The Seducer: A Novel Paperback – Jun 26 2007
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'A magnum opus that can take one's breath away, a work so rich and heterogeneous that its like can hardly be found in recent Norwegian literature' - Dagbladet --This text refers to an alternate Paperback edition.
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Top Customer Reviews
This book can be a nauseating ride. The chapters do not follow a timeline. It's often two steps forward, four back, or five forward, eight back. The anonymous third person biographer runs in circles around his/her subject Jonas Wergeland, examining his life from every obscure angle, geographic location and instant in time. This work is camouflaged as a murder mystery but for me its stream of consciousness style completely distracts the plot. Kjaerstad revels excessively in his verbose cleverness. He may be a genius to some but I found his style and artifice too eccentric.
In substance this book can be like a chopped liver fricassee stewed in vanilla custard--incoherently unpalatable. Due to my Norwegian ethnicity I clung on stubbornly to attempt digesting it as it was ingested chapter by chapter. But more and more I felt like a bewildered mouse in a maze being gloated over by a smirking feline Kjaerstad ready to pounce. I finally got my respite by cutting short my consumption ninety pages from the end! Hopefully the erotic cover and title will attract a buyer at our next yard sale.
Most Helpful Customer Reviews on Amazon.com (beta)
The story begins with Wergeland coming home to find his wife, Margrete, murdered. But this is most certainly not a murder mystery. Instead, it's a story about storytelling itself, the possibilities of life, and the reader`s own imagination. Wergeland is the both subject and of the story and the teller to Norwegians of stories about world-famous Norwegians. He is the seducer of women and of a nation, and I, for one, have also been seduced. Like a rug described in the book, The Seducer presents a world of infinite possibility.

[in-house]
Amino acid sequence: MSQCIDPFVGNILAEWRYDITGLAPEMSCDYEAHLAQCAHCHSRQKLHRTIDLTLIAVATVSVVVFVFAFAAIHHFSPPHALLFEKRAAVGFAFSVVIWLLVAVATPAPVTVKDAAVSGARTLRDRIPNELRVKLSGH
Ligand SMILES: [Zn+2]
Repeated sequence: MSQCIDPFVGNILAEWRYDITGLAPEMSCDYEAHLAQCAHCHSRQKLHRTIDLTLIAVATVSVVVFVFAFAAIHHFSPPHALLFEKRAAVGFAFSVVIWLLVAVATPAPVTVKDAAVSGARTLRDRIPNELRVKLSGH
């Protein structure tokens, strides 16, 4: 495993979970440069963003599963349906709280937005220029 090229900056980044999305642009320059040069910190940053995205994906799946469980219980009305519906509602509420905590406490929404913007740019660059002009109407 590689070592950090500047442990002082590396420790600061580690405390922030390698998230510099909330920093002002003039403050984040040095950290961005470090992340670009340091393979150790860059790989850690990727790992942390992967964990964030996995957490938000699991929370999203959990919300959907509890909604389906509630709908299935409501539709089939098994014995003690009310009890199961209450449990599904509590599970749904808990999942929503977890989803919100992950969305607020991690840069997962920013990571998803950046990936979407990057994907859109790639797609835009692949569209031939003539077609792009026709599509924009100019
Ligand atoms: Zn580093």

At the opening, and at the conclusion, the seducer's spouse, a socialized-medicine physician, the love of his life, is shot to death in the living room in Olso's version of a villa, but a police procedural this is not, nor a treatment of violence a tenth as compelling as what Steig Larsson later conjured. There's no ending, though, to "give away" in this review.
Finally, it should be noted the story is related by an anonymous narrator in an old-fashioned "dear reader" style that may not be to everyone's taste, unless one has plowed through such things as Tristram Shandy, and the identity of the omniscient psychohistorian is also not satisfactorily resolved.
Overall, the novel is far too expansive, and pretentious, and long, effectively to convey the tight angst of even the semi-intellectuals of those chilly environs.
The sustenance of book, though, is the story of Norway, what it is now, a nation of comfortable (indeed VERY comfortable) risk-averse, xenophobic social democrats watching TV, smug at times, breaking into a sweat not very often (perhaps only during Nordic races). "When do we see who we are?", asks the narrator.
The author brilliantly, and often comically, keeps the reader engaged in cliff-hanger moments that rivet attention: Jonas as a child is trapped inside a snow fort and left for dead by his cousin, and the next chapter begins with Jonas as a teenager talking about Dostoyevsky's description of sable eyebrows and the Russian ideal of beauty. Disconnected? Yes. Totally effective in creating a
can't-put-it-down novel? Definitely!
The erudition of the author is impressive, his cliff-hanger style engaging, and his comments on present day Norway hilarious and thought-provoking. He is so in love with details his protagonist vomits when he sees his hometown at altitude and can't make out the beloved familiar texture of it. I loved reading this book, beginning it as a 'have to read it for book club' task and then finding I couldn't get enough.
The reason the book is so big is because of Kjaerstad's complete lack of restraint: every point hammered away at over and over throughout in never anything other than the most grandiloquent (and usually quite infantile) hyperbole. His gushing manner comes across very much like a writer enthralled by his own voice.
But nothing in the book is as laughably beyond the pale as Kjaerstad's extremely juvenile and simplistic portrayal of his characters' sexual escapades. These scenes, as they appear one after the other, through the story, become utterly predictable in their hackneyed repetitions of the powerful, sexy woman (always on the verge of future celebrity) reeling in the irresistible protagonist for a night of mad screwing, only to immediately and permanently disappear from the narrative without explanation. Everything about these scenes, in particular, reeks of the most stereotyped pubescent boy's view of sexuality.
I definitely won't be reading the rest of the trilogy.